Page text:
Mubarak's Chaos Theory: Did It Backfire?


The leader fed disorder in an attempt to delegitimize the protesters among most Egyptians

Mubarak protest on fire.jpg

"They are trying to create chaos," said Mohamed Ahmed, one of the Cairo protesters, "This is what Mubarak wants."

Usually, it's the revolutionaries who deliberately instigate disorder. In the early 20th century, the Russian revolutionaries even had a slogan: "The worse, the better."

Mayhem delegitimized the regime. The greater the disorder, the brighter were the prospects for the revolution. The radicals wanted failed harvests and poverty. They wanted government repression and bloodshed. They wanted to see the roots of society ripped up.

More recently, al-Qaeda in Iraq adhered to the same strategy, hoping to foment a full-scale civil war. In the smoking ruins of Iraq, they could construct a brave new world.

As W.B. Yeats wrote in his poem "The Second Coming," when anarchy is loosed upon the world, "things fall apart; the center cannot hold."

But in Egypt there's been a role reversal. In the main, the protesters have shown restraint. The Atlantic's Graeme Wood reported that Tahrir Square in Cairo "reminded me of Burning Man," with children getting their faces painted, and protesters clearing up the trash.

Instead, it's the regime that deliberately instigated disorder. The police were withdrawn from the streets of Egypt. Rumors were rife of official encouragement for looting and vandalism.

And then the regime hurled an army of thugs and camel cavalry against the protesters -- Tiananmen Square meets Mad Max. One witness to the violence said: "Mubarak lit the world on fire."

What theory might lie behind the chaos? What could the regime possibly hope to gain?

The use of disorder as a tactic is testament to the success of the protests. Instability in Egypt won't delegitimize the regime -- its legitimacy is already shot. Mubarak is a lame duck who has pledged to leave office within months.

Revolutionaries in Russia had a slogan: "The worse, the better."

Rather, the anarchy is designed to delegitimize the protesters -- the "turbaned clerics, businessmen from wealthy suburbs, film directors and well-to-do engineers."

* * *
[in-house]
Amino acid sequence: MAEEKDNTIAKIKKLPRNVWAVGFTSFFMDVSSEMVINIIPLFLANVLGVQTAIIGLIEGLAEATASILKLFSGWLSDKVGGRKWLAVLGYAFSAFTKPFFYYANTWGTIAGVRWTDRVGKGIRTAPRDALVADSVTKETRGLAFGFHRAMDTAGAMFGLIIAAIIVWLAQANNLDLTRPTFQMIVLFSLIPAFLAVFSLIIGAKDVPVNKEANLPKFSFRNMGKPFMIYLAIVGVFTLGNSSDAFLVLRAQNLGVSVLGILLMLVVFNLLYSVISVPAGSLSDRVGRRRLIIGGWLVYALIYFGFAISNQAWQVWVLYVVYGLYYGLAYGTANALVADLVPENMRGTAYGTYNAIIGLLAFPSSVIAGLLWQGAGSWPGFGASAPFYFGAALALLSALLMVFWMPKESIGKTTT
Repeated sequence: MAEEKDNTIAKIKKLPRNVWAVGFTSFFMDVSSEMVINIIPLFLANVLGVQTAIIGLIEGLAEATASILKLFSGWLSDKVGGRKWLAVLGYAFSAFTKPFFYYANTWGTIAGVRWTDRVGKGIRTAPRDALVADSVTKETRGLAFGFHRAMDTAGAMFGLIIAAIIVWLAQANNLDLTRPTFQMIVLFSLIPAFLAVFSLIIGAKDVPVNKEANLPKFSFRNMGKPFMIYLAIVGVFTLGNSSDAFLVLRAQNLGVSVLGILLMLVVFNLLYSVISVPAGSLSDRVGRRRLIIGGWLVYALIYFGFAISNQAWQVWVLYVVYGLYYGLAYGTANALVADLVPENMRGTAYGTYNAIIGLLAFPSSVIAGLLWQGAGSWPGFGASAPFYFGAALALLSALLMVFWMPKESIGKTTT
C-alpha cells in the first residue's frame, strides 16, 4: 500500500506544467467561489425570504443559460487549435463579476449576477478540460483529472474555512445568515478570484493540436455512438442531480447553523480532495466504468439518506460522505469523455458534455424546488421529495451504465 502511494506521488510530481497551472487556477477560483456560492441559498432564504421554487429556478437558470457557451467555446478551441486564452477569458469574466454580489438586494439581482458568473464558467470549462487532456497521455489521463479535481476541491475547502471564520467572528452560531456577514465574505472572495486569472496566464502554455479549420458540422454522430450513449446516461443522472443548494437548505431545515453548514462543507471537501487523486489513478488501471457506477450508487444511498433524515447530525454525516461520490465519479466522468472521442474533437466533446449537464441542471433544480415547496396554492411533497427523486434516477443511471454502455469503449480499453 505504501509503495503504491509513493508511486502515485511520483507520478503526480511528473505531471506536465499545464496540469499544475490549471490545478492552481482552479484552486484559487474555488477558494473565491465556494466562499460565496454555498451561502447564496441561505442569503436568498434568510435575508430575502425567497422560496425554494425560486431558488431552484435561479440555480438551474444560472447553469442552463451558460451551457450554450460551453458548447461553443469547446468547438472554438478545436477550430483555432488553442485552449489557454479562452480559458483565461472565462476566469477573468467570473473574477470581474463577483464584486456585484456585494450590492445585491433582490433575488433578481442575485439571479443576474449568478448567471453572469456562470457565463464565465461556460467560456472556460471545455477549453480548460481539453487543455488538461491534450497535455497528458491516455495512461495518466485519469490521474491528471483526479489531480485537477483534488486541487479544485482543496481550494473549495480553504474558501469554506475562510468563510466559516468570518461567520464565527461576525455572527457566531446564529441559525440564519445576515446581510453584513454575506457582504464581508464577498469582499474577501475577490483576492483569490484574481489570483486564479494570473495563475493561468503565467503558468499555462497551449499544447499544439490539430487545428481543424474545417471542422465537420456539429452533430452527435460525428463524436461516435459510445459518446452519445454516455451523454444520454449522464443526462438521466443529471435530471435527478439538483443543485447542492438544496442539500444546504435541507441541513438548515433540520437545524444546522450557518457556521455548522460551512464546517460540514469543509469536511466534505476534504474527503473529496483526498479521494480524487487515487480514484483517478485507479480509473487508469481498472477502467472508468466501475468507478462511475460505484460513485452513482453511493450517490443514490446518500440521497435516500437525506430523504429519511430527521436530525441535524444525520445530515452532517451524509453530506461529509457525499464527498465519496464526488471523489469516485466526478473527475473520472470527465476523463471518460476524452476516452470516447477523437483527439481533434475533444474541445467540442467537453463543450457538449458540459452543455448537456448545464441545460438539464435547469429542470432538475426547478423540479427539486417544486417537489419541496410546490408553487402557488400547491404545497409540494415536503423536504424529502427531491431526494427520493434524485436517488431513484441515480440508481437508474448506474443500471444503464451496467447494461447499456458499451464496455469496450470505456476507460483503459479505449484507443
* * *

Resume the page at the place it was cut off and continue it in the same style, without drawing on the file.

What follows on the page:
It's the revolutionaries who have the upper hand. But with power comes responsibility.

The regime hopes that Egyptians will blame the malcontents for the ongoing violence. After all, Mubarak has offered to step down. And still the radicals are unsatisfied.

The people may choose security over liberty. Fearing the dark side of revolution, Egyptians will turn to the father of the nation for protection. The military could abandon its posture of aloof neutrality, and side with the government. Mubarak would then orchestrate an orderly regime change.

His prize is not staying in power, but leaving on his own terms. And Mubarak's retirement is very much up for grabs: Egyptian luxury, a foreign sanctuary, or a jail cell.

But the strategy appears to have backfired badly. Egypt's prime minister apologized for the fighting in Cairo, describing it as a "fatal error." He added that, "When investigations reveal who is behind this crime and who allowed it to happen, I promise they will be held accountable and will be punished for what they did."

Meanwhile, the European leaders issued a joint statement opposing the violence and calling for a political transition that "must start now." Perhaps most importantly, reports suggest that the army has lost patience, not with the anti-regime forces, but with the pro-government protesters.

It seems the Russian revolutionaries were right: For the regime, the worse is usually for the worse.

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Dominic Tierney is a correspondent for The Atlantic and an associate professor of political science at Swarthmore College. He is the author of How We Fight: Crusades, Quagmires, and the American Way of War. More

Dominic Tierney is associate professor of political science at Swarthmore College, and a senior fellow at the Foreign Policy Research Institute. He completed his PhD in international politics at Oxford University and has held fellowships at the Mershon Center at Ohio State University, the Olin Institute at Harvard University, and the John F. Kennedy School of Government at Harvard.

He is the author of Failing to Win: Perceptions of Victory and Defeat in International Politics (Harvard University Press, 2006), with Dominic Johnson, which won the International Studies Association award for the best book published in 2006, and FDR and the Spanish Civil War: Neutrality and Commitment in the Struggle that Divided America (Duke University Press, 2007).

His latest book is How We Fight: Crusades, Quagmires, and the American Way of War (Little, Brown 2010), which Ambassador James Dobbins, former Assistant Secretary of State for Europe, described as "A great theme, beautifully written and compellingly organized, it's a fitting update to Russell Weigley's classic [The American Way of War] and an important contribution to a national debate over the war in Afghanistan which is only gathering steam." (More on Facebook.)

Dominic's work has also appeared in The New York Times, The Los Angeles Times,, and on NPR.
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